The idea behind the moves made by the Nashville Predators on Monday was to change the team. For the better.
The Predators have, in fact, been different in the two games since they acquired forwards Andrei Kostitsyn and Paul Gaustad in the final hours before the NHL’s trade deadline. Following both their victory Monday over Los Angeles and their loss Tuesday at Carolina, players and coaches felt they played worse than expected or what they consider to be acceptable.
“[Monday] I didn’t think we had that focus and urgency that we did the [previous] couple of games,” coach Barry Trotz said following the 2-1 victory over the Kings. “I didn’t like our … we had a number of guys that I didn’t like their game.”
That one did not include either Kostitsyn or Gaustad.
They joined the team in Carolina, but only one of the two — Kostitsyn — played against the Hurricanes in a game Nashville lost 4-3. His most significant impact on the stat sheet was a penalty he committed, which led to the first of two second-period power play goals against that turned the contest in favor of Carolina.
“I thought we would have a little more urgency because the group that’s out there … [there’s] a couple of guys that will integrate into the group so you want to make sure you seal up your spot,” Trotz said. “I thought a couple guys who usually are pretty good weren’t so good [Monday] night.”
Thus far, it hardly has been the expected impact for Nashville, the team many league observers felt improved itself as much or more than any other at the deadline.
Players had off — and an opportunity to regroup — Wednesday were scheduled for two consecutive days of practice before their next game, Saturday at Florida. The last time the Predators had three days between games, not counting the All-Star break, was the first week of January.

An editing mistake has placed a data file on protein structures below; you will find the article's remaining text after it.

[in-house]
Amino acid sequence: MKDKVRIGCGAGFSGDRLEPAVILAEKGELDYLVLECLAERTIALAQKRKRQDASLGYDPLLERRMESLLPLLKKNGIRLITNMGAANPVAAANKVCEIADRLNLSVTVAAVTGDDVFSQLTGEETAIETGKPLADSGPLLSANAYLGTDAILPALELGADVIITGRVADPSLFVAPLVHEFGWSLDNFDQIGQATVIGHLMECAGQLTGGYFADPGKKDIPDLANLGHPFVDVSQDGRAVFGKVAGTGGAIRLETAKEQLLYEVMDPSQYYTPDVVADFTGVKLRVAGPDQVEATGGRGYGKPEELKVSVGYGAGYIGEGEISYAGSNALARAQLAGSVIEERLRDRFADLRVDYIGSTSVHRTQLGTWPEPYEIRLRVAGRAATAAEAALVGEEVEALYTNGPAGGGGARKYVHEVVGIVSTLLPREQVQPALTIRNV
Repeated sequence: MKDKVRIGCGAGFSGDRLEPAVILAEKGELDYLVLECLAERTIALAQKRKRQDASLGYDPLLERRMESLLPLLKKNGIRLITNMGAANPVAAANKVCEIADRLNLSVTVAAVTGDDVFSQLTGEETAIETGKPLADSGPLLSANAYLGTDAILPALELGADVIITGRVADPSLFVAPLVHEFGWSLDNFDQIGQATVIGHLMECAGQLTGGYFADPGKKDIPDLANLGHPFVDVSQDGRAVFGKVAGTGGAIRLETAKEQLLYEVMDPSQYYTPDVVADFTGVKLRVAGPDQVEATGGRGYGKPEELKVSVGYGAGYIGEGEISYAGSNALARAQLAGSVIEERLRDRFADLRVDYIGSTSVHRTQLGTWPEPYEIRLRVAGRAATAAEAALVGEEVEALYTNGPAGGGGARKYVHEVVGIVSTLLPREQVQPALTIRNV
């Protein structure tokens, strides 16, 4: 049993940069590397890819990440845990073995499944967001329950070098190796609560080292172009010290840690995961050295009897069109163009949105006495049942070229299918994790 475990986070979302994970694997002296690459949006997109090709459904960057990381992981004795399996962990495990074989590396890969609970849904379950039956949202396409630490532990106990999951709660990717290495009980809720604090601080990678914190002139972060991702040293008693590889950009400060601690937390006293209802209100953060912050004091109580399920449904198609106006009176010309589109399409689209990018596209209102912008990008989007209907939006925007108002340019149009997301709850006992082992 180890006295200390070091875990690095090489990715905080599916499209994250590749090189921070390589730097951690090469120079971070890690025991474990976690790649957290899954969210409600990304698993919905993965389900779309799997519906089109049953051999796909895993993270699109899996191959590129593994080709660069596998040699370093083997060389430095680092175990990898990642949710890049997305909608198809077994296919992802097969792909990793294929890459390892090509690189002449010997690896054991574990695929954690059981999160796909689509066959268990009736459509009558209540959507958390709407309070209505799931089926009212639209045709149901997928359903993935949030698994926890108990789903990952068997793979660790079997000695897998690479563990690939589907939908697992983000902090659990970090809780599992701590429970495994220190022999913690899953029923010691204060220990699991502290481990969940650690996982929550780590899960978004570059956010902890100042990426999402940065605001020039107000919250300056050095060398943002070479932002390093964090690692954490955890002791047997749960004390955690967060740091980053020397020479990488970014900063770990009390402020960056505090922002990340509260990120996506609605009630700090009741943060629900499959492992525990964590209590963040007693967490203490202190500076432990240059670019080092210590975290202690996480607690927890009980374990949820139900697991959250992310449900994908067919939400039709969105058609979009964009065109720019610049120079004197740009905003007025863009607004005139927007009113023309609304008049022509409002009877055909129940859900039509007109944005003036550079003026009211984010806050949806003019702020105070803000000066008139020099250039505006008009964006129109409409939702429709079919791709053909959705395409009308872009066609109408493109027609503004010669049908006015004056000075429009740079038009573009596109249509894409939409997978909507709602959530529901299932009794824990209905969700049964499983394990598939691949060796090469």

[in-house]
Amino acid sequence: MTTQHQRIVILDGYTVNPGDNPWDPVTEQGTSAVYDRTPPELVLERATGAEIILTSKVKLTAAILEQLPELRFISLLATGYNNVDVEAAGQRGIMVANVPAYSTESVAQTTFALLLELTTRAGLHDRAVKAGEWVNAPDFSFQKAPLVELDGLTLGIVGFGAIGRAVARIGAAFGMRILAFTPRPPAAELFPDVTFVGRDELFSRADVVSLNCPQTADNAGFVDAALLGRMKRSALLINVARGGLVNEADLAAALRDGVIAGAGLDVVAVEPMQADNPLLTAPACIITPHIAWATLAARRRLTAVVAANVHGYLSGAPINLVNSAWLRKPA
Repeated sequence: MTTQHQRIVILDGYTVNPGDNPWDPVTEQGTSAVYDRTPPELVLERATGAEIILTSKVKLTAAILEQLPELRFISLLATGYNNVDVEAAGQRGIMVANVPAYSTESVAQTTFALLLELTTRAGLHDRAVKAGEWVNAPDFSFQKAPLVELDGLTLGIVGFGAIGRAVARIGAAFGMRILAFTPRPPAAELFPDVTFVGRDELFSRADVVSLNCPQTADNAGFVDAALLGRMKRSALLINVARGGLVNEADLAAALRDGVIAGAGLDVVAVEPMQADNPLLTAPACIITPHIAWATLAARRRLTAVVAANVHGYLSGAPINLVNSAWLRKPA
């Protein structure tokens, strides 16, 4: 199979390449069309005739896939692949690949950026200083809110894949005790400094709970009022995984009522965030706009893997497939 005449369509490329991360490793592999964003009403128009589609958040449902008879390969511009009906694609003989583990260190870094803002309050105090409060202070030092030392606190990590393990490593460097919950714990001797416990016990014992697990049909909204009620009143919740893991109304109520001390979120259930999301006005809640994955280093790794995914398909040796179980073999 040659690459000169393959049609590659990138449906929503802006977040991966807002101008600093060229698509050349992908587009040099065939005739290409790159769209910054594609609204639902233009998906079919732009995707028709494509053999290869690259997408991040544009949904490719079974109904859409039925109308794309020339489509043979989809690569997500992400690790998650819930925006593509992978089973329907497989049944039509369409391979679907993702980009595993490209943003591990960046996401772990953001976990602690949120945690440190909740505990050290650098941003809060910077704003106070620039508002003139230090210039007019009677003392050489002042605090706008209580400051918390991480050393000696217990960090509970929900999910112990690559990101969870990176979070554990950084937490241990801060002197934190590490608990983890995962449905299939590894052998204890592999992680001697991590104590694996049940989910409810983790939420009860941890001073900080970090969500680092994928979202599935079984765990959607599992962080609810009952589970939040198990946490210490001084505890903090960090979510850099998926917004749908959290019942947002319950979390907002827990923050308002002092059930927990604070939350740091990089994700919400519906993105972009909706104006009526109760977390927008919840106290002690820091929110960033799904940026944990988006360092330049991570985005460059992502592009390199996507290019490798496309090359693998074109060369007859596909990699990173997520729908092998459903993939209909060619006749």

“It’s in the back of your mind that you’re going to get a couple of new guys, but we didn’t let up [Monday] night,” goalie Pekka Rinne said. “Sometimes that might be the case because you kind of give yourself a mental break.
“You have to trust those guys that are coming in to get the job done. … These games are crucial. We’ve had a tough schedule behind us, and I’m sure everybody’s tired but getting wins is key.”
A year ago, Nashville traded for Mike Fisher nearly three weeks before the deadline and then let the final day of dealing pass without any transactions. It then went 1-1-2 in its next four before it finally got some traction and won 11 of its final 15.
The team’s approach was different this time, but the immediate impact has been similar. With 18 games to go, there again is plenty of time to shake off whatever effect the trade deadline had.
“Everybody was probably watching the deadline to see what kind of pieces we were going to get,” right wing Patric Hornqvist said. “… We know we have a great group of guys right now and two new players who are going to make us even better.”
That’s the idea, at least.